So the remedy is to shut it off as soon as it trips. Solution (1) is the drawing & pictures shown to the right, the yellow block is a little board that pivots on a fixed bolt. The little red dot on the yellow board is a headless nail which is secured by the 2x2 arm in the left drawing. A wire is attached to the other end, which presses against the alarm hammer when the trigger is tripped. From the time the alarm goes off, the headless nail is released, and the board flips up to press against the hammer, takes less than a second.

This pivoted board is kind of complicated compared to the hinge arrangement where the 2x2 is attached to the top of the 2x4, but it seemed like a good idea at the time. If I made another one, I'd use a hinge, even though they have more slop.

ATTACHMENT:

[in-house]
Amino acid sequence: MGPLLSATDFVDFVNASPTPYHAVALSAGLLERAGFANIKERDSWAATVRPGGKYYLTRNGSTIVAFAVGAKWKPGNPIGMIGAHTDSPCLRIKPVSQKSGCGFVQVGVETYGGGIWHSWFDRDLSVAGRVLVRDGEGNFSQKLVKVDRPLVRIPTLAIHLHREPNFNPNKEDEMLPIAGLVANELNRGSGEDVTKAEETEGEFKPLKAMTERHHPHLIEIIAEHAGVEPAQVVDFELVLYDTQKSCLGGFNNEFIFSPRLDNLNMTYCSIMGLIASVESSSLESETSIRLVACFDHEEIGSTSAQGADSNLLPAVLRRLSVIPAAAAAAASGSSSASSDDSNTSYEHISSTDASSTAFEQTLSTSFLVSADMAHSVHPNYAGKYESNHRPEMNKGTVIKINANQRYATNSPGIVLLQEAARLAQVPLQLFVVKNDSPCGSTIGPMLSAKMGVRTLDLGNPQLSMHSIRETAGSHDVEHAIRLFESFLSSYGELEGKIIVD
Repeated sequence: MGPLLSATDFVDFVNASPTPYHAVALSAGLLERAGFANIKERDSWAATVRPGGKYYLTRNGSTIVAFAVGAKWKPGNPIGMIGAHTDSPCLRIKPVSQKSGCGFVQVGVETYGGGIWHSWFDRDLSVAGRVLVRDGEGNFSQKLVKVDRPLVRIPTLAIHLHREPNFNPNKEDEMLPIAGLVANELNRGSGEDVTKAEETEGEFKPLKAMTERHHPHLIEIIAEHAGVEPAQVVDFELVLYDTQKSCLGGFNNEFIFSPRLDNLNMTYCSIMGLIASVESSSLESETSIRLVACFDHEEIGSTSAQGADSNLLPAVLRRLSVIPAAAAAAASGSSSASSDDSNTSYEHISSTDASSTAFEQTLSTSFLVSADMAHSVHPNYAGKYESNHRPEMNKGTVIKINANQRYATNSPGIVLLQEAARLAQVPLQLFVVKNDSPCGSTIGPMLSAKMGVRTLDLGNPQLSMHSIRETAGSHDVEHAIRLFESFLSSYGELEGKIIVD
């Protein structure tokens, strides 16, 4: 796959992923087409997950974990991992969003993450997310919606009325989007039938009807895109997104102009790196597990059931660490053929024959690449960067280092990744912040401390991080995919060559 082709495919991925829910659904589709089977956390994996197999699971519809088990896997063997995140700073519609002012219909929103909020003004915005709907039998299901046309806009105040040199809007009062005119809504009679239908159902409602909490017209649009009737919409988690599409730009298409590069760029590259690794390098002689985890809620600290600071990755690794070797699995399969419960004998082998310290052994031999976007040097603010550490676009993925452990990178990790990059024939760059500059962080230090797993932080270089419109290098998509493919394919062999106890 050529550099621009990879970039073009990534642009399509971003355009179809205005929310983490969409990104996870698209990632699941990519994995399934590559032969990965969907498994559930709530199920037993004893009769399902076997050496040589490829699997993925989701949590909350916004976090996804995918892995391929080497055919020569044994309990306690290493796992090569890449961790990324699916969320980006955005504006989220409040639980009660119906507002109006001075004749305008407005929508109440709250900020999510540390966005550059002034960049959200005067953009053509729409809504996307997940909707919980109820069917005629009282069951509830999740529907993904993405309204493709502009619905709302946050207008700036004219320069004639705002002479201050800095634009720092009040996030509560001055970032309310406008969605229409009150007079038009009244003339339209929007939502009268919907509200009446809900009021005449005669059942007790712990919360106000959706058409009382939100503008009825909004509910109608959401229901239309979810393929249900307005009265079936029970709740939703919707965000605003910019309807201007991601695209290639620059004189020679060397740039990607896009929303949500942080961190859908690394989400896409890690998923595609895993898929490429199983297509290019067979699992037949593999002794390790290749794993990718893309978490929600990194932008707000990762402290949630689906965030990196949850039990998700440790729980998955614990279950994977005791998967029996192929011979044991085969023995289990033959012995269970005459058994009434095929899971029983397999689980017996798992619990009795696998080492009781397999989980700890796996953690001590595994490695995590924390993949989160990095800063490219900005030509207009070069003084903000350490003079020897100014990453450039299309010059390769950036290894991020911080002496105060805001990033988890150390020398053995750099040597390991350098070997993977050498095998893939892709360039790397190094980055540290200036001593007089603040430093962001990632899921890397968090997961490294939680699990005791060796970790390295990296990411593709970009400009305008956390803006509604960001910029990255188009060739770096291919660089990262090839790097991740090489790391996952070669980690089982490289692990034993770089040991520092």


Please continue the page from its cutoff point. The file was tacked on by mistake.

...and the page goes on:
Click on these thumbnails for enlarged closeups.




clock stopper

Well actually, I'd use a piece of nylon string (solution #2 --->) an ultra light weight string about 6 inches long (nylon fishing leader, or silk thread) tied tight to the hammer, with a detachable hook & paperclip on the other end to disconnect it from the pull string so the clock can be removed. A piece of light bungie cord, (like an elastic hair tie) in the string acts as a spring, (so it still allows the door to close when it pulls taunt, it should have just enough tension to pull the alarm hammer to the side, i.e. not much), maybe a glass bead guide glued to the side of the clock, so the string doesn't chaff or slip off.

I haven't made this version, but it seems pretty simple. It's probably not as quick to shut off the alarm as Solution 1, maybe 3 or 4 seconds, so if the cause of all this effort really IS a fatigued alarm spring, the version 2 clock won't last as long as version 1, (but if that matters, then you're an obsessive-compulsive efficiency geek & you shouldn't be building this thing anyway. Get a life).

clock stopper


.